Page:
The Ugly Parts
It wasn’t love, but Elena was fourteen and thought otherwise. She had reasons. Reggie drove her to Rhode Island once, just because it was the middle of a sick grip summer and she wanted to be somewhere that wasn’t Bridgeport. They got a room in a Motel 6 with a pool—miracle and a half. The two swam circles until the early part of morning, when clouds glow red around their edges. Then Elena followed Reggie back to room 309, to the cracked mattress where the fleas knew their names.
And they screwed. As people do.
Reggie was twenty-nine. His body had softened but his face was strong—a thick jaw and long, narrow eyes. She liked the way he kissed, sucking her bottom lip between both of his. And he was nothing like the boys from the block with their bald chests and ten second erections. No, Reggie was experienced.
Afterward they lay there, post-sex and glowing. Elena’s hair was wild. He turned to her and grinned, reaching for his folded-up Levi’s. There was a pill bottle in the back pocket. He shook two in his palm, two in hers.
“What do they do?”
Reggie placed them both on his tongue, swirled saliva between his teeth and knocked his head back.
“One makes you bigger,” he said, wiping the back of his hand across his mouth. “The other makes you smaller.”
She swallowed both and stayed on cloud nine for hours, forehead sweating and swollen, the topography of the ceiling breathing overhead. When she came down that afternoon it felt like she’d been wrung out and pinned to the clothesline. Born again.
Elena turned twenty-nine on the first Monday in February. Two weeks later Bassick High kicked off its Drug Awareness Week. She wouldn’t mind so much if she could stay in her room grading papers, but they made everyone go to the assembly in a single file line. Her students snickered behind her. They looked like crickets with bobble heads. Still picked their noses and passed notes. Annoyed the shit out of her,
She looked over her shoulder, nodding in Oshay’s direction. Yes?
“Yuh ever do drugs, Miss Diaz?”
Jesus Christ. Elena turned away, locking eyes with Mr. Drummond. Jackson. He leaned to the left and winked.
Once in the auditorium the kids rushed to find seats with their friends. Jackson joined Elena against the wall, leaning back and crossing his legs at the ankle. His wing tipped shoes winked in the overhead light. Sharp dresser—tweed jackets and thin ties every day. Elena wore peasant dresses belted at the waist. They made an odd couple.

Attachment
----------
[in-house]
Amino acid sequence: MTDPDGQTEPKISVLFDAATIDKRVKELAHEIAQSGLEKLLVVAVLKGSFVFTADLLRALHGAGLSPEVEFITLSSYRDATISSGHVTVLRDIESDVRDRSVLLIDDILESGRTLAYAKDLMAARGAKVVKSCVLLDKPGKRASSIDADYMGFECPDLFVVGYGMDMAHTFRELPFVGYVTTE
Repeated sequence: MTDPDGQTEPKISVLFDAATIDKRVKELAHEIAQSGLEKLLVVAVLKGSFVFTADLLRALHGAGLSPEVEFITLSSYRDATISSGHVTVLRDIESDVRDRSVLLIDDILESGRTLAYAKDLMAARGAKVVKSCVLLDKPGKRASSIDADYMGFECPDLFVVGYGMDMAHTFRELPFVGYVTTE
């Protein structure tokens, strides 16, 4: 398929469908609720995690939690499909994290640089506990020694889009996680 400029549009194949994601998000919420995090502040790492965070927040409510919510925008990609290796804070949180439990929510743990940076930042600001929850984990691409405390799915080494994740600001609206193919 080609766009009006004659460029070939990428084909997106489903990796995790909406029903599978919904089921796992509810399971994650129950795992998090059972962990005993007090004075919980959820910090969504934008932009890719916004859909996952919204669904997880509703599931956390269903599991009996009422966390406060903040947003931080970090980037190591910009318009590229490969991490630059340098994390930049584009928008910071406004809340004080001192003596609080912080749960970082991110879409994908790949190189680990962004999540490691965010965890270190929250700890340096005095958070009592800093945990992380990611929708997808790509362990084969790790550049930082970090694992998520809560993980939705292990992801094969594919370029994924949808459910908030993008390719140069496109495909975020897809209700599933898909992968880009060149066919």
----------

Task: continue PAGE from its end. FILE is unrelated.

Jackson leaned in, rubbing his elbow against hers. “What do you say about getting out of here?”
He laughed. “Dinner at my place?”
“See you at six.”
Halfway into the presentation the lights dimmed and the projection screen flashed with a movie about the dangers of crack. There were fuzzy shots of teenagers passing glass tubes with rocks packed into the end, smoke flowing through the vein. Jackson laughed.
“They’re way too young for this.”
He was from New Hampshire. The craziest thing he ever smoked was headache-inducing dirt weed. No idea what it’s like here. None at all.
Jackson’s thirty-two and newly divorced. Came to Bridgeport for a new start, which is ironic because that’s the reason most people leave. He started teaching at Bassick in the classroom right next to Elena’s. Soon enough he was stopping by between classes, asking her for drinks on the weekend. Elena had that effect on people. She had a coke bottle figure and long black hair down her back. Pretty, too—flat feline face with wide Spanish eyes. Men lined up to hold doors for her.
After a month of chasing her through the halls, Jackson cornered her outside of the woman’s bathroom.
“Just give me a shot,” he said, and she scratched her number onto his wrist with a BIC pen. That night he took her out for sushi. She hated it.